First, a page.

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Photo credit: Javier Sotres
What’s the worst thing a theatre critic could do? Leave a show at intermission then review it anyway, pretending you didn’t? That would be right up there. How about this: arrive at the theatre at 7:55 for what you think is an 8 o’clock curtain but turns out to have been a 7:30 start, watch the rest of the show, then review it anyway.
That was me last night, sneaking as quietly as I could into the PAL Studio to see the remainder of Comfort Cottages, a new play by Jane Clayton and Judy Ginn Walchuk that had started almost a half-hour earlier. And this is me today, offering a partial review of what I saw of this sweet comedy, since—with the insane amount of theatre going on right now in Vancouver—I won’t have another chance to see the whole thing.
Having missed the exposition and the set-up, I’m unsure of some of the details. But what I saw reminded me a good deal of The Best Exotic Marigold Hotel. Katherine (Merrilyn Gann) has inherited the Comfort Cottages Motel from a relative and invites three of her mutually aging women friends to stay there with her. Katherine and Belle (Marlee Walchuk), New Agey Eva (Suzanne Ristic) and swanning dancer Flo (Annabel Kershaw) are eventually joined by an equally motley group of older men: lawyer Adam (Steve James), Roger (Dave Campbell), truckers Big Ed (Keith Martin Gordey) and Simon (Terence Kelly). Nosy neighbour Tom (Vince Metcalfe), snooping around playing a tiny guitar and talking to his late wife’s ashes, is the outlier.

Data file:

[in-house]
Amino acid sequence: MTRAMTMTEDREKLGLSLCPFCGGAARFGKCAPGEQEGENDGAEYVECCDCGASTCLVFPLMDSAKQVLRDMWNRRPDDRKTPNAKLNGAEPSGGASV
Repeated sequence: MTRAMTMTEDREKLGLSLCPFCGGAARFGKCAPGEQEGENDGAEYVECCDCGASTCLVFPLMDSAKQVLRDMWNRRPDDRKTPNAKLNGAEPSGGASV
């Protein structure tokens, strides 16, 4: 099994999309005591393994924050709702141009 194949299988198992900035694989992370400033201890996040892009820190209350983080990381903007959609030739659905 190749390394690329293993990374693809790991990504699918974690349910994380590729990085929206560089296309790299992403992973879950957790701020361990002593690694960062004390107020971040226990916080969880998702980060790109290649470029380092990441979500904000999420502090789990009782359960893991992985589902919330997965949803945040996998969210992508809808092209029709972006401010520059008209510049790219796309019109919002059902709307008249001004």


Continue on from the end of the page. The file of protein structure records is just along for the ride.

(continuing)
Despite some flirting with caricature and sometimes … well, extravagant acting, the play and Anna Hagan’s Western Gold Theatre production are charming. The characters’ individual crises and group conflicts are suitably resolved in the bittersweet comic ending, and along the way we get to enjoy some of the city’s best veteran performers having obvious fun. Kudos, too, to costume designer Naomi Lazarus for Kershaw’s endless supply of great outfits and Kelly’s nicely understated crossdressing garb.
It’s hard not to be aware of the copacetic congruity between the play, its senior artists and the venue. Many of the people involved in this show live at PAL, the place itself a kind of miracle in real estate crazed Vancouver, allowing older performing artists who wouldn’t normally have the means to rent or buy in such an attractive and otherwise expensive downtown site to do so—and live amid a mutually supportive community of artists like themselves.
Many of us who have hit an age that we realize brings us closer to the end than the beginning have fantasized about finding a place where we could approach the Big Sleep alongside some of our besties. Comfort Cottages nicely plays out one such scenario.